As the culture dictates, the staple food for the Batooro is Matooke. [In matooke trade] the major people involved are the middlemen who use their bicycles to [bring] the matooke to [the market and] their final consumers. Also the reason for taking the roadside matooke sellers is because of reduced taxes collected from them as compared to the sellers in the main Market.
The picture is important because it shows food items we have in the region. It informs the visitors that when you come [to Fort Portal], you will leave knowing the taste of our staple food: matooke.”
To better understand the strength of this photo – because it’s not just a pretty food photo and a description to take lightly – you must know who the photographer is. Jamiah recently graduated from university with a degree in horticulture management and entrepreneurship. He is also a farmer.
Matooke is not just a staple food in Uganda, but one of the recognized national dishes. The Batooro peoples of Uganda inhabit the Kabarole and Kasese districts where Fort Portal is located. Traditionally, the Batooro economy was based on agricultural and pastoral activities. One of the main crops produced is the matooke – a green banana or plantain – which is usually boiled or mashed and then steamed and served on a banana leaf. Alongside millet, sorghum and peas, it is an important part of the local economy and everyday diet.
How important is matooke to the average Ugandan? Per capita, Ugandans consume 172 kg per year. That’s 18% of their caloric intake – making them the largest consumers AND producers in the world. And with the market for matooke being mostly local, the carbon footprint (or bicycle print as it were) is an environmentalist’s dream. No need for a buy local campaign.
Filed under: Media Co-op Members, Project Updates, VC Team | Tags: africa, co-op, Fort Portal, media, microfinance, uganda, villages connected
The attached is a letter from Villages Connected’s Founder and Director, de Villiers van Zyl, to VC’s supporters with an overview of the last few months and the direction for upcoming year. Enjoy!
First and foremost I want to thank you for your generous support on behalf of Villages Connected International and our whole team in Fort Portal, Uganda. Your support made it possible to set-up and equip a Villages Connected media co-operative in Fort Portal as well as to provide the co-operative with a $2000 micro-finance fund. Thanks to your support this unknown African community is now able to show the world that opportunity is plentiful, that Africa is a great investment and ready to create value-based partnerships globally.
Even though we were not in the limelight the last six months we have been very busy. I want to take the time to give you a quick update of what we have been doing and what you can look forward to see from us in the coming months.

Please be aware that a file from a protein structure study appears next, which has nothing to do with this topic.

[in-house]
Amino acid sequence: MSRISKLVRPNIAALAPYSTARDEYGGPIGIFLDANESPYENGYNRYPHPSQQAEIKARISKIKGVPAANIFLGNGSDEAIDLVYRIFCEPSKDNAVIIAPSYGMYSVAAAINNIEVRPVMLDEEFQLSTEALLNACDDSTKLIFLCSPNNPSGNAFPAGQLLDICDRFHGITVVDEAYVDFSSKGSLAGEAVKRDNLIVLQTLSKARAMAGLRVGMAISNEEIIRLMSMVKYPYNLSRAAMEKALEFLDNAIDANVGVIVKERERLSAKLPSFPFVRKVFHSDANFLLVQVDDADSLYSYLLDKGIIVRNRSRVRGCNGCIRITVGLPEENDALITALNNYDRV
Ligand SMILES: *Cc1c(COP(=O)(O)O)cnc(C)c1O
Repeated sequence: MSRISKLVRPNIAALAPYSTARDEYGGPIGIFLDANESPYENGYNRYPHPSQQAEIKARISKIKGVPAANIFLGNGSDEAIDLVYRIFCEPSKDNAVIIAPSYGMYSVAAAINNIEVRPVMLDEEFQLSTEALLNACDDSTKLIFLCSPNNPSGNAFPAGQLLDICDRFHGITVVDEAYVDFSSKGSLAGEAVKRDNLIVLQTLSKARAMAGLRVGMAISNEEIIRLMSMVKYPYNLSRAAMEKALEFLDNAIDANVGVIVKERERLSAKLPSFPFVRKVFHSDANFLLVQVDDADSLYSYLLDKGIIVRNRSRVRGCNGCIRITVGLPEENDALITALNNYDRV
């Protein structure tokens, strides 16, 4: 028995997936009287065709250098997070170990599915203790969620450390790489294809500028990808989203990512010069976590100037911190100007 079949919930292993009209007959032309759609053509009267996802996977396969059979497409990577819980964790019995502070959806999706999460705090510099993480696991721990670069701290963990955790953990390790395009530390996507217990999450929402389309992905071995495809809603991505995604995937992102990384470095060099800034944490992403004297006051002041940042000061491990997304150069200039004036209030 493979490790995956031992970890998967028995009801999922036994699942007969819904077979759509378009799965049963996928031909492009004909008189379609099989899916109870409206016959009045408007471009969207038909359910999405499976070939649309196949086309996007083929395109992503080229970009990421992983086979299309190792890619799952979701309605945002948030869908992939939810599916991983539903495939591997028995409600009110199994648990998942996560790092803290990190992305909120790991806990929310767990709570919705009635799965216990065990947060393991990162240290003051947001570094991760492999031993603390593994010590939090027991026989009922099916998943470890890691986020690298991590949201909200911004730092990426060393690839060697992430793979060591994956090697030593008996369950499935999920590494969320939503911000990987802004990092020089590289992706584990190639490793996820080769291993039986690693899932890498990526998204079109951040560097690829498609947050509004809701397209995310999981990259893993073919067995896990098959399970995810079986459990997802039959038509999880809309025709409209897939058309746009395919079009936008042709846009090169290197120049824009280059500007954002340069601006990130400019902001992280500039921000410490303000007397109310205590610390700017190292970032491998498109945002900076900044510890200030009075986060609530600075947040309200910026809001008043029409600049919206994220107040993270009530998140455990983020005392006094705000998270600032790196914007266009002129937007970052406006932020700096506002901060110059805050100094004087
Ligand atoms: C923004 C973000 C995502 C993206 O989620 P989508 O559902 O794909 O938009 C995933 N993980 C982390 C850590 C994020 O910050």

Our Canadian team left Fort Portal in July. While Caroline and Greg went back to Cameroon to finish their contract with CUSO-VSO, Ernie and I returned to Canada. We arrived in Canada with more than a hundred hours of footage, hundreds of pictures and a strong commitment to our first media co-op in Fort Portal.
In Uganda, Villages Connected Fort Portal and its 21 members took the reigns and with our support, worked out the organizational kinks to make this idea we had a reality. See, we took over equipment, did some training and communicated our vision, but at the end of the day VC Fort Portal belongs to its members and only they can make it fit like a glove. And wow, did they make it fit.
They have restructured the leadership and management teams to reflect commitment, talent and interest. Geoffrey Muzigiti, Micro-Finance Lecturer at a local university was elected President. He is supported by directors Margaret Kemigisa (Award winning Social Entrepreneur) Vice-President and Annet Kugonza (Teacher) as secretary. To oversee day-to-day operations in media and micro-finance they have elected a five member Management Committee: Goldino (Chairman), Gilbert (Vice Chair), Mourreen (Micro-finance) Prisca (Secretary) and Lawrence (Media). In need of office space, but with limited resources as a start-up, the team met with Local Member of Parliament, Alex Ruhunda for advice and support. He was so impressed with the group and their mission through Villages Connected, that he offered to provide them with paid office space for six months.
With committed leadership, an office and a paid part time office manager, Villages Connected Fort Portal has achieved the following highlights:
- Issued its first micro-loans to six businesses in Fort Portal with a 100 percent of monthly installments paid back